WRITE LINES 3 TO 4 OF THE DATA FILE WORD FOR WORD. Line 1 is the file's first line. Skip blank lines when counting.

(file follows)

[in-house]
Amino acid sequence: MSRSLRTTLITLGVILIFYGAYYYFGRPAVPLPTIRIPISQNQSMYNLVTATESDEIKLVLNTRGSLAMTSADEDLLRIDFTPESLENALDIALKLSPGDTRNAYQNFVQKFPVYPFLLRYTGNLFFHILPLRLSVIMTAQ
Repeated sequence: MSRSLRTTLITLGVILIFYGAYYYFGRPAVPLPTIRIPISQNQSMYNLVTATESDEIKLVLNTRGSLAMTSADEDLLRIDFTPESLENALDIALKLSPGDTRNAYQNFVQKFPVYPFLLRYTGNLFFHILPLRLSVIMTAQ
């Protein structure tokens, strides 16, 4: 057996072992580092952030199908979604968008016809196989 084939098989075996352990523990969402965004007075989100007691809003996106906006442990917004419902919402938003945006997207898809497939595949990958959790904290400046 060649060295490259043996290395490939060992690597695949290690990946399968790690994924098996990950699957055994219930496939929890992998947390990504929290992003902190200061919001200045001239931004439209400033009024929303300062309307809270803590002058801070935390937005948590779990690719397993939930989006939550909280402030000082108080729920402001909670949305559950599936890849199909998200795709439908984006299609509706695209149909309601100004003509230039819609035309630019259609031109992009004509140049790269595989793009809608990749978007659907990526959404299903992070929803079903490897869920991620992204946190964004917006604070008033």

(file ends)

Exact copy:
Repeated sequence: MSRSLRTTLITLGVILIFYGAYYYFGRPAVPLPTIRIPISQNQSMYNLVTATESDEIKLVLNTRGSLAMTSADEDLLRIDFTPESLENALDIALKLSPGDTRNAYQNFVQKFPVYPFLLRYTGNLFFHILPLRLSVIMTAQ
């Protein structure tokens, strides 16, 4: 057996072992580092952030199908979604968008016809196989 084939098989075996352990523990969402965004007075989100007691809003996106906006442990917004419902919402938003945006997207898809497939595949990958959790904290400046 060649060295490259043996290395490939060992690597695949290690990946399968790690994924098996990950699957055994219930496939929890992998947390990504929290992003902190200061919001200045001239931004439209400033009024929303300062309307809270803590002058801070935390937005948590779990690719397993939930989006939550909280402030000082108080729920402001909670949305559950599936890849199909998200795709439908984006299609509706695209149909309601100004003509230039819609035309630019259609031109992009004509140049790269595989793009809608990749978007659907990526959404299903992070929803079903490897869920991620992204946190964004917006604070008033």